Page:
In 1994, the Supreme Court of Canada set out the principles to be applied in British Columbia to the WVA. The Court held that there were two interests protected by the WVA: (1) the adequate, just and equitable provision for the spouses and children of testators covered by the WVA; and (2) testamentary autonomy of the testator. The Court held:
The Act did not remove the right of the legal owner of property to dispose of it upon death. Rather, it limited that right. The absolute testamentary autonomy of the 19th century was required to yield to the interests of spouses and children to the extent, and only to the extent, that this was necessary to provide the latter with what was “adequate, just and equitable in the circumstances.”
The Court also said that the WVA should be read in light of modern values and expectations and current societal norms. Two types of norms (or expectations) must be addressed: (a) legal norms and (b) moral norms.
The first are the obligations which the law would impose on a person during his or her life were the question of provision for the claimant to arise. These might be described as legal obligations. The second type of norms are found in society’s reasonable expectations of what a judicious person would do in the circumstances, by reference to contemporary community standards. These might be called moral obligations, following the language traditionally used by the courts. Together, these two norms provide a guide to what is “adequate, just and equitable” in the circumstances of the case.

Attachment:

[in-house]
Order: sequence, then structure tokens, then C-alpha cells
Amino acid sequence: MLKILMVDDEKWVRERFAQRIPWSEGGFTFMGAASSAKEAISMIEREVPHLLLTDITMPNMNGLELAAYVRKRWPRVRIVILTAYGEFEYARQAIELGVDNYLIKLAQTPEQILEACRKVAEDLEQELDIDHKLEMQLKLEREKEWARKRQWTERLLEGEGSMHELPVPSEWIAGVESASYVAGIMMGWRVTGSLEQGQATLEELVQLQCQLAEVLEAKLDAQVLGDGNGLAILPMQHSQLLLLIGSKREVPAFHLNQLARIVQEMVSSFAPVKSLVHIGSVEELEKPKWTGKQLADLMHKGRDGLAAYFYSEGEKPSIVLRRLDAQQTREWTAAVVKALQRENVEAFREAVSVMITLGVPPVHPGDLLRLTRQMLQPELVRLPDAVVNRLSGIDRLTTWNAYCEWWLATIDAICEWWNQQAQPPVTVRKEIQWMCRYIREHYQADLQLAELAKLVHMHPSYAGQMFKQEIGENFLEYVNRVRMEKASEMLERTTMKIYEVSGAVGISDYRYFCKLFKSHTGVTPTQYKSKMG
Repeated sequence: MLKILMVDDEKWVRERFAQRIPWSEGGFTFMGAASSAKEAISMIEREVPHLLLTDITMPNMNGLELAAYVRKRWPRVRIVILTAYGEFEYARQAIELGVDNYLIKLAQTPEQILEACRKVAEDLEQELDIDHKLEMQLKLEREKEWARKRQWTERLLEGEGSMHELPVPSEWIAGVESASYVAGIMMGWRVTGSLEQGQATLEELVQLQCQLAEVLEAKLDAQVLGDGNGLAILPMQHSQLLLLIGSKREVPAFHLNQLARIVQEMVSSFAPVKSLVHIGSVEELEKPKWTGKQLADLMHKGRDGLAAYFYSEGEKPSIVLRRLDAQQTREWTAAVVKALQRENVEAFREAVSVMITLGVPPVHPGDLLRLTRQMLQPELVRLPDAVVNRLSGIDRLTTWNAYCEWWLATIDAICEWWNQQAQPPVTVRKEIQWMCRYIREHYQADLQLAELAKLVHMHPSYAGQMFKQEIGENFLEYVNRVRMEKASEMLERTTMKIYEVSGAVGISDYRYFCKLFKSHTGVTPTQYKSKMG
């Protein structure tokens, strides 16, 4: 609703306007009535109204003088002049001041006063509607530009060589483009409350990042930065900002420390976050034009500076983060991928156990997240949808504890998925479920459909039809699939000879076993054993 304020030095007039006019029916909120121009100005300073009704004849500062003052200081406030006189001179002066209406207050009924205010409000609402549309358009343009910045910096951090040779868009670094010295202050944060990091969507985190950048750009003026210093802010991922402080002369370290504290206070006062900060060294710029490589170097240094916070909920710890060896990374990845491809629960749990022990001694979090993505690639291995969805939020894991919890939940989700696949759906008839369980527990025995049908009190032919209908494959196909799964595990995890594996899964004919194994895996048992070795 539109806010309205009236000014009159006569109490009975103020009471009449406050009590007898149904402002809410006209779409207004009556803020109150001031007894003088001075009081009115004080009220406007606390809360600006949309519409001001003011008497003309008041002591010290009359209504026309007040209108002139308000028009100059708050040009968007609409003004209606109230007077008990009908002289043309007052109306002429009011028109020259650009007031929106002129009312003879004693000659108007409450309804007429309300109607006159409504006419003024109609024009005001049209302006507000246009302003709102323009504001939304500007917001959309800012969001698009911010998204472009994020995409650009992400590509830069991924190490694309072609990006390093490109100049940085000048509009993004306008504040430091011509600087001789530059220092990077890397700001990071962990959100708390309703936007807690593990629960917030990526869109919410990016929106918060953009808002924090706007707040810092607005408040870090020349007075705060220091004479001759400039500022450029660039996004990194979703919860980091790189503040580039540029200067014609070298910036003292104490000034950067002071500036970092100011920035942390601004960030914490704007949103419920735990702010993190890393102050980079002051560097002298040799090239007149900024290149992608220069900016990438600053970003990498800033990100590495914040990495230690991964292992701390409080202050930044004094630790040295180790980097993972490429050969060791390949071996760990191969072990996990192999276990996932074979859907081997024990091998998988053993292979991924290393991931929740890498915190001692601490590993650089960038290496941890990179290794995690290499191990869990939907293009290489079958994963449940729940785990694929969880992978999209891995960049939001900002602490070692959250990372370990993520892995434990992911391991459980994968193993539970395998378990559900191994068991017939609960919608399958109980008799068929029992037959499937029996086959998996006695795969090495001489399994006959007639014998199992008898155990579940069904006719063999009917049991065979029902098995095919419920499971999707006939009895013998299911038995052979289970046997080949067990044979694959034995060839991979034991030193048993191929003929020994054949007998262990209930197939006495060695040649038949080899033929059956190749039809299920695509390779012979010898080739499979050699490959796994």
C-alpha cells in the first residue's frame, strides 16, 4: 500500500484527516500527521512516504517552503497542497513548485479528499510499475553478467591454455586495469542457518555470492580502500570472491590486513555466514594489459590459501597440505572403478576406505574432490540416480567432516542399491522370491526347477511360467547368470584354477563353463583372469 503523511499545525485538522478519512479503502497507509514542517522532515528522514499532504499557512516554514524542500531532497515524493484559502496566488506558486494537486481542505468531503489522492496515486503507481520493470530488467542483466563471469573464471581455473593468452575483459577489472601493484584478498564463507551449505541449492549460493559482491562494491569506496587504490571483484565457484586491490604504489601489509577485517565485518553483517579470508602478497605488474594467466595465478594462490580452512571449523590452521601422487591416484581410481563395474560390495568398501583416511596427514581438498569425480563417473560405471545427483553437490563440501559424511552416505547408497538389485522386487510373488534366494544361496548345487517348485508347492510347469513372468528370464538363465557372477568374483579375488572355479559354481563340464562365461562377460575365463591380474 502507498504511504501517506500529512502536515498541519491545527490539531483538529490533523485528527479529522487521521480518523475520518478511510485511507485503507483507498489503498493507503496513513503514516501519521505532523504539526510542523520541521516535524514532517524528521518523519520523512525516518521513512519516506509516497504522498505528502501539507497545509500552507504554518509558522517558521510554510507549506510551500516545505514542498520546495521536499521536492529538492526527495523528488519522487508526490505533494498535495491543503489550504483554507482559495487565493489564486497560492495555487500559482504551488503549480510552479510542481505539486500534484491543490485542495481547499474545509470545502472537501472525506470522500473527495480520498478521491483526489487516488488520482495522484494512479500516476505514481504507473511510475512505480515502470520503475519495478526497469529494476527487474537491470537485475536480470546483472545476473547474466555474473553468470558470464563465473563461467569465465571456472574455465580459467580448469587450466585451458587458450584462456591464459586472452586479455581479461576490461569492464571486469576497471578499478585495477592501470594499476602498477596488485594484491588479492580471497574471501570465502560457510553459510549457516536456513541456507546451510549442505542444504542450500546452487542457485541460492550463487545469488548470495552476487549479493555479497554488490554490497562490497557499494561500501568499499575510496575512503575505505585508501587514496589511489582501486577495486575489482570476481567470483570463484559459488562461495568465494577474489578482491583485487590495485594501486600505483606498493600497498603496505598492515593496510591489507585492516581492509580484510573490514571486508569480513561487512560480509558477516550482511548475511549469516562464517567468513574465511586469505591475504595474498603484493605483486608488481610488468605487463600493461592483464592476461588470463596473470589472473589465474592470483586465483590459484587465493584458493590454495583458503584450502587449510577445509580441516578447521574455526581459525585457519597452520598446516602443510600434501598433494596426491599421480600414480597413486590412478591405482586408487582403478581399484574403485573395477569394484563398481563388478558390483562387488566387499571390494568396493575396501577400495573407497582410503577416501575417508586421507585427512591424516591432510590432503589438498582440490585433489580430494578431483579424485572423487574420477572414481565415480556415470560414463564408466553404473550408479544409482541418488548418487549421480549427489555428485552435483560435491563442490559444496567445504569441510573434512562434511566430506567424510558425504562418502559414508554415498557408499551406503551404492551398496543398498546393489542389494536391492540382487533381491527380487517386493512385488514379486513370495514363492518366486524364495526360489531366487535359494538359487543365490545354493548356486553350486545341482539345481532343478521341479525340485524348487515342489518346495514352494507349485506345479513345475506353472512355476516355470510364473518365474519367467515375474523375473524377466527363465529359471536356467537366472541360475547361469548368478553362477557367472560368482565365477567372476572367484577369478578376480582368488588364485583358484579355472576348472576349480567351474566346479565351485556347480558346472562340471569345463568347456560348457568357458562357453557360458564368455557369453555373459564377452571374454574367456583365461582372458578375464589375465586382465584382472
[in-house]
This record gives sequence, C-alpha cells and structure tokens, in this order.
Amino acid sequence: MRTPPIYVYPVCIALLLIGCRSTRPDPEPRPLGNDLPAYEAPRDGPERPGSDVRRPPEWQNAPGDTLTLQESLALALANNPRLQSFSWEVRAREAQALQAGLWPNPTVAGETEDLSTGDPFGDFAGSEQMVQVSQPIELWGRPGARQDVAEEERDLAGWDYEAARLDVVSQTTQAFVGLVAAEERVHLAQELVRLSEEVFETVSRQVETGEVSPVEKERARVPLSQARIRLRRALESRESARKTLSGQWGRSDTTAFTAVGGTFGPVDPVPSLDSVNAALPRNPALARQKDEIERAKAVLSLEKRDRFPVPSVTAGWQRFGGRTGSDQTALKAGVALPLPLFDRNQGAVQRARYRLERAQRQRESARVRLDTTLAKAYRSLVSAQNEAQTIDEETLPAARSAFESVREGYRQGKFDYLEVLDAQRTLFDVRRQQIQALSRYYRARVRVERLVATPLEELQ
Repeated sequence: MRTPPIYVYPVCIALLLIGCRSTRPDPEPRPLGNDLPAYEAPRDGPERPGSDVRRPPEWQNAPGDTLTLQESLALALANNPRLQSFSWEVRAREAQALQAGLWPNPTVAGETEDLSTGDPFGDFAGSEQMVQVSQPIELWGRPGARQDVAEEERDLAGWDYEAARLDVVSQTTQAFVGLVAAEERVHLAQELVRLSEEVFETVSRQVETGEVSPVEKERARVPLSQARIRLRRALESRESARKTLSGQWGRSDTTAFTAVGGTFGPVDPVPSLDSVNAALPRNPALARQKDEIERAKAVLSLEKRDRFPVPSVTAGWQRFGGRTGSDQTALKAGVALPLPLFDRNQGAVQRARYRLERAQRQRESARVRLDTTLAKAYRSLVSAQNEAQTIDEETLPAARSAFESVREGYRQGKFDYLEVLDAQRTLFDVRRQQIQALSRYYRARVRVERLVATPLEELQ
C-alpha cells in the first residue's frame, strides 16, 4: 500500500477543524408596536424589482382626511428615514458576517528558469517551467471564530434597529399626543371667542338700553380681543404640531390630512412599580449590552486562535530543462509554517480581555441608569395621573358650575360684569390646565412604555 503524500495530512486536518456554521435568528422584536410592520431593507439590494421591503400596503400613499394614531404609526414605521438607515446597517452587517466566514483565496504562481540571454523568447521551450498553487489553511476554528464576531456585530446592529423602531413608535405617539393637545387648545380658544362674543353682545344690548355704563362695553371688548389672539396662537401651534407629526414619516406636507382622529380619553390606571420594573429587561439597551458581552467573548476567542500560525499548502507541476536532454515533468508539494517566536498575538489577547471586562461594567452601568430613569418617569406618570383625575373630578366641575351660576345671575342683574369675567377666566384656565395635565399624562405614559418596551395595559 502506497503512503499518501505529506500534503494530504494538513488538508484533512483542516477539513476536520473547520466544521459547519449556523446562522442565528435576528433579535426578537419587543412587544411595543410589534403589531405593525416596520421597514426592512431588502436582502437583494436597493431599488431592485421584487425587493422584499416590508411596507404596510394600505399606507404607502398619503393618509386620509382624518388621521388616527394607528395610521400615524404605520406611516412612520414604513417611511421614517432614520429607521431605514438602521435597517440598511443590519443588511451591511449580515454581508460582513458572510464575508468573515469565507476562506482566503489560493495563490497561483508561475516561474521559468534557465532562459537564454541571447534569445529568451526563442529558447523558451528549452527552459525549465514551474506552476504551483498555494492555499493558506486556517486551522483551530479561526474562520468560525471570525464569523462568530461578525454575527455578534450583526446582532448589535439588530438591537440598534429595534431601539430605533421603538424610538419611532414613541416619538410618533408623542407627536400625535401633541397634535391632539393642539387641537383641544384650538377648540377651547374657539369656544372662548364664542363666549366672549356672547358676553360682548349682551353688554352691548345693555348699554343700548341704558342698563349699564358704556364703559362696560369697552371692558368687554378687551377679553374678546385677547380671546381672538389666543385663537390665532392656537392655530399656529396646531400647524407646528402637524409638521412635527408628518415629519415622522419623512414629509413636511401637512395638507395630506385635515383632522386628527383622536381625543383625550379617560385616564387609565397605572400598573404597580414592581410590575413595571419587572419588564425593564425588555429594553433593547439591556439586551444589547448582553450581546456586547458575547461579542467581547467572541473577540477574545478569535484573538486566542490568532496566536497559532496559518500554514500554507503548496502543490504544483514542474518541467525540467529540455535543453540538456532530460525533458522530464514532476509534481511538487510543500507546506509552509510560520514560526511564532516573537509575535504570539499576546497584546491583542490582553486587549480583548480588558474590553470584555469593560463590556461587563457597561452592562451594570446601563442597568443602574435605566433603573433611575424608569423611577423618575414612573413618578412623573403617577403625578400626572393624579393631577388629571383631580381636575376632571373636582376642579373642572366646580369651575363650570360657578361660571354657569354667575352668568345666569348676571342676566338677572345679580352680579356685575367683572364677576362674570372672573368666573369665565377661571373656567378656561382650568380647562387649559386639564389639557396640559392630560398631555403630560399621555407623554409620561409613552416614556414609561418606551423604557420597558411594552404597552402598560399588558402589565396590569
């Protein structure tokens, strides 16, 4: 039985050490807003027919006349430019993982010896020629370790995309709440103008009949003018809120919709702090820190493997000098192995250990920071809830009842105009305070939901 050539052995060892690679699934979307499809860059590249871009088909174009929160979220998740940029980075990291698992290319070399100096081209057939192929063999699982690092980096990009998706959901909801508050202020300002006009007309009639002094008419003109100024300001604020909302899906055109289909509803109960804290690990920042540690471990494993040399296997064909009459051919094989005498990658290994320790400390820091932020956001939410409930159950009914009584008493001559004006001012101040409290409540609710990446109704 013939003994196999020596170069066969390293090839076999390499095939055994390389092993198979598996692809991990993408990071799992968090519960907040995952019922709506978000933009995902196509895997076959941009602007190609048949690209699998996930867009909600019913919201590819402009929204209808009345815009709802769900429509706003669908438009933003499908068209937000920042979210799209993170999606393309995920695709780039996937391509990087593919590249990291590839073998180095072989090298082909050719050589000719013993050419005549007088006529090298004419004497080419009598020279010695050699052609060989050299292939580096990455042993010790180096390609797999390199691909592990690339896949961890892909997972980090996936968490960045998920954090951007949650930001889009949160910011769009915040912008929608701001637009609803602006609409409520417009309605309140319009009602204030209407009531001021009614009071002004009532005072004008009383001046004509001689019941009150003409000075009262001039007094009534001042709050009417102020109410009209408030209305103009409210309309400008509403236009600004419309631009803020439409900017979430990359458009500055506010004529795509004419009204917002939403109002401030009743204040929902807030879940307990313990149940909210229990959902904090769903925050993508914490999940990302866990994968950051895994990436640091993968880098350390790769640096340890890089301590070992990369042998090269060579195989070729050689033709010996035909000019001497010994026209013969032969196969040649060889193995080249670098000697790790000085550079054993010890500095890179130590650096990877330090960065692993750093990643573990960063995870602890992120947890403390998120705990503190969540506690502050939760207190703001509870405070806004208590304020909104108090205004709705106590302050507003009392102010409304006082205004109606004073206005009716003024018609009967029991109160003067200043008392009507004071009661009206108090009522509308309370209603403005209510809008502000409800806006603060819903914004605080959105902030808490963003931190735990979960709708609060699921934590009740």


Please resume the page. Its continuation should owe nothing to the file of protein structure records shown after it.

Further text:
The first step in the analysis a spouse’s entitlement to a variation is therefore determining his or her legal claim to a share of the deceased’s estate. In other words, what obligations did the deceased have to their spouse during his or her lifetime which are an enforceable legal obligation under the WVA.
A surviving spouse could have a legal claim to a deceased’s estate based on the spouse’s notional entitlement under the Family Relations Act, R.S.B.C 1996, c. 128 (the “FRA”). In determining a spouse’s FRA entitlement, it may be appropriate for the Court to employ a hypothetical calculation and division of family assets between the testator and the claimant assuming that the parties had separated and the assets were divided between them immediately before the date of the testator’s death. Assuming the court applies the notional separation rationale, a spouse would be entitled to a one half interest in the combined family assets owned by them and the deceased, subject to the Court’s jurisdiction to consider whether a reapportionment is necessary to achieve fairness.
Factors that give rise to reapportionment include the length of the relationship, whether assets had been acquired by way of gift or inheritance or if one of the party’s had brought significant assets into the marriage. Even in a marriage of moderate length, the majority of assets can be divided equally between a claimant and the deceased on the notional FRA analysis without reapportionment.
Every situation depends on the facts and the expectations and behaviours of each spouse during the course of their relationship. However, where a court employs the above calculation, it can be useful in providing a starting pointing for determining a spouse’s entitlement under a WVA claim.